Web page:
Regularly grooming is an important part of the relationship between you and your dog. It not only helps your pup stay healthy, but it will also look great with a glossy, shiny, and tangle-free coat.
Even pooches with shorter-length coats need regular brushing and bathing. If you’ve got a new four-legged friend, you don’t have to be a professional dog groomer to make sure they look their best. Here are some at-home tips to help you establish and maintain a grooming routine for your pup.
Brush your dog at least once a week, regardless of the length of his or her hair or the breed. Brushing reduces matting and shedding while stimulating the skin and distributing natural oils, which all combine to give your pup a clean and healthy coat.
Regular brushing also helps extend the time between baths by removing dry skin, dead hair, and built-up dirt to keep your dog looking and feeling healthy. Badly matted hair can be painful, especially for long-haired dogs, so always be careful about your brushing. Use firm, gentle strokes from the head and work back towards the tail, always brushing in the same direction as the coat. Remember that brushing should be an enjoyable experience for your puppy.
Most dogs should be bathed at least once every three months, unless they get really muddy or dirty. Your pup may also need to be washed more often if they have skin problems or live outside all the time. Start by filling your sink or bathtub with enough lukewarm water to reach just above your dog’s stomach.
Then use a hose or a plastic jug to wet the rest of the coat while carefully avoiding the eyes, ears, and nose. Gently massage some pet shampoo from head to tail, rinse it off, and repeat if required. Finally, use a large towel to thoroughly dry the hair before letting your dog go for a run and shaking it off like Taylor Swift.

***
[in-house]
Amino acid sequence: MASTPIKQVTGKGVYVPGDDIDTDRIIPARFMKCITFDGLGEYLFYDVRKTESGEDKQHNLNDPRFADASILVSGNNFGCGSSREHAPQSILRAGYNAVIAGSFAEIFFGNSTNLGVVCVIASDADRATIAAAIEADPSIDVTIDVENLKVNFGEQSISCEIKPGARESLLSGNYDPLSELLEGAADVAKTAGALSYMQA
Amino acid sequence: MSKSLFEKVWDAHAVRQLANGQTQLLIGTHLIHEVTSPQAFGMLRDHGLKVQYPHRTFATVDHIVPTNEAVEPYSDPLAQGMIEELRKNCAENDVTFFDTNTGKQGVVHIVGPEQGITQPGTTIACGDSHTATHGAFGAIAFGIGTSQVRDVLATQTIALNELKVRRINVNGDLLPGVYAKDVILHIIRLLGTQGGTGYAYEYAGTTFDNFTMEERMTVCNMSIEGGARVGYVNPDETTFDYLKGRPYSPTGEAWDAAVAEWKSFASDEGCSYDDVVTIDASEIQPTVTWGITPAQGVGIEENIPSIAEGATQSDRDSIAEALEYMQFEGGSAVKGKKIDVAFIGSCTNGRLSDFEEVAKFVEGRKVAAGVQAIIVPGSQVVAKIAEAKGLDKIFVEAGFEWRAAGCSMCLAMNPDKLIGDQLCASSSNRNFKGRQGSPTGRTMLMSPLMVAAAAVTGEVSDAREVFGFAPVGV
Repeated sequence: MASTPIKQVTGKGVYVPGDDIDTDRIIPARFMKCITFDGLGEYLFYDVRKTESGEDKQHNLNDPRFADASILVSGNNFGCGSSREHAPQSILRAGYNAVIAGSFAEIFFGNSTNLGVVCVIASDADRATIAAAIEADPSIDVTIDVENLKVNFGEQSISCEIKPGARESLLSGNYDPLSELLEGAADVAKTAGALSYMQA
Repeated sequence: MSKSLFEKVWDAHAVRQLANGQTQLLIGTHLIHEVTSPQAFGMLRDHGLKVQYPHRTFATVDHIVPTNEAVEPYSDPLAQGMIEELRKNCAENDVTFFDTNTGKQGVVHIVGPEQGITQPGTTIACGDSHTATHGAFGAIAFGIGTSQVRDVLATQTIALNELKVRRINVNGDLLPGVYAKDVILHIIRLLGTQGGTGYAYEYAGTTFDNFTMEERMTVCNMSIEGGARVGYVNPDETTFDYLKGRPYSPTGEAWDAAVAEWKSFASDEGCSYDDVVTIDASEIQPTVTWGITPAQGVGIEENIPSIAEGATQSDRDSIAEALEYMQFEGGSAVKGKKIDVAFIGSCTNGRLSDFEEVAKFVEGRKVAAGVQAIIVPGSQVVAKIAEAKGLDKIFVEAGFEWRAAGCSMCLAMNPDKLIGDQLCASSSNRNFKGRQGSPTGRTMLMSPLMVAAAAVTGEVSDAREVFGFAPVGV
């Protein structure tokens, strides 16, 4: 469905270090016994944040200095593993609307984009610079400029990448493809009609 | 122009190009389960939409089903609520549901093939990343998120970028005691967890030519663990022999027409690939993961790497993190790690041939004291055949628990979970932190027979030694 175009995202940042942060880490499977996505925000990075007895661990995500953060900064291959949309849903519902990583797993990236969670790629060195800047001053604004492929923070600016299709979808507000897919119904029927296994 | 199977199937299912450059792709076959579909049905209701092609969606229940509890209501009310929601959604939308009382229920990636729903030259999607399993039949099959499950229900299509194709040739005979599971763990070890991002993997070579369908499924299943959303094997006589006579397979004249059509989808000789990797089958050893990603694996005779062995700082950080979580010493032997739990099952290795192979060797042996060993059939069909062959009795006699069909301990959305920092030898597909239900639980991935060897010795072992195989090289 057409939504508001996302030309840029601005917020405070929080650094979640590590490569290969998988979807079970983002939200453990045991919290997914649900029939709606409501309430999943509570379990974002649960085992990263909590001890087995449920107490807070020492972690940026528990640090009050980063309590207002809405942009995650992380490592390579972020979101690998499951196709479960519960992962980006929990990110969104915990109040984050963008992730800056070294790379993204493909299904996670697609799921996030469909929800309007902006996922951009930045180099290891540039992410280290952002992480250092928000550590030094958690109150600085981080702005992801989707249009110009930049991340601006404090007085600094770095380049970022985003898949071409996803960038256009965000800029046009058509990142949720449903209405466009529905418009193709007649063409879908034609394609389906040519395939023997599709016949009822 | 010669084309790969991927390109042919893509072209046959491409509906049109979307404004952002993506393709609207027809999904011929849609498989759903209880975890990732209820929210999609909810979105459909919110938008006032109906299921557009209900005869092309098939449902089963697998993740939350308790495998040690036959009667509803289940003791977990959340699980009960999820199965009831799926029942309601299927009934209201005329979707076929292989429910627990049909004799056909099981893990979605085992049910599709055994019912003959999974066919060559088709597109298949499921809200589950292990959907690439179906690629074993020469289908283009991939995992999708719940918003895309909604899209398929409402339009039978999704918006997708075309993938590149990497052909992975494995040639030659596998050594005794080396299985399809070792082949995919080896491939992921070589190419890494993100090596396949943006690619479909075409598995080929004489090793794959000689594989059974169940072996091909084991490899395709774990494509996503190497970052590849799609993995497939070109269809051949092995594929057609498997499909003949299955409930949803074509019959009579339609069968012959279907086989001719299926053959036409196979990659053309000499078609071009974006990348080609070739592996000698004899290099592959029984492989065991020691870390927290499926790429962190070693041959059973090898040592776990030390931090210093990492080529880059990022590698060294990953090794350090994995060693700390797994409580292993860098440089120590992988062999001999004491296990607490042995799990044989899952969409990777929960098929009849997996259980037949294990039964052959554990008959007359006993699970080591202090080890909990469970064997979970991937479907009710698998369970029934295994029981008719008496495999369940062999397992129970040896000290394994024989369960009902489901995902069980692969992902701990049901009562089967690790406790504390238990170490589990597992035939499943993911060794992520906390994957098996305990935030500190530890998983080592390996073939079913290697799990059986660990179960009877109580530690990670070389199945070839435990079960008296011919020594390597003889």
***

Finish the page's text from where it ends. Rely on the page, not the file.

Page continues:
Some dogs can develop common skin allergies, dog yeast infections, and other diseases that make them itch, scratch, lick, and even chew on their skin. Plus, there’s always the possibility of fleas, ticks, mites, lice, and other parasites like tapeworm that could make them miserable.
So, every time you bathe or groom them, you should always take the time to check their skin. Start feeling for unusual lumps and bumps on the skin by running your fingers through their coat. Part the hair for a closer examination of the skin and search for evidence of parasitic infestations like redness, rashes, sores, and bald spots.
While a balanced diet of healthy food and chew toys will help with your dog’s oral hygiene, regular brushing is still important. Proper mouth care includes brushing their teeth at least once a week because plaque and bacteria can still build up and harden into tartar just like our teeth.
This can not only cause them to develop bad doggy breath, but it can also lead to gum diseases like gingivitis and even tooth loss. Start by rubbing your finger along the gums, and then use a brushing tool to clean the outside teeth with some baking soda or toothpaste for dogs.
Nails and paws
Proper grooming of your dog means you will also need to check their paws and cut their nails. Make sure you are always looking after your puppy’s paws by keeping your home and backyard clear of all sharp hazards like broken glass.
You should also regularly check underneath all of their paws for infections, wounds, or foreign objects. When it comes to cutting their nails, some breeds will grow them faster than others. While some will need their nails trimmed every 2 weeks, there are some pooches who may be okay for up to 6 weeks.
When you’re learning how to groom your dog, simply follow these tips and remember to use the right tools. Always be patient, stay positive, use lots of treats, and have fun with them. Because not only is grooming important for your dog’s health, but it’s also a great way of bonding.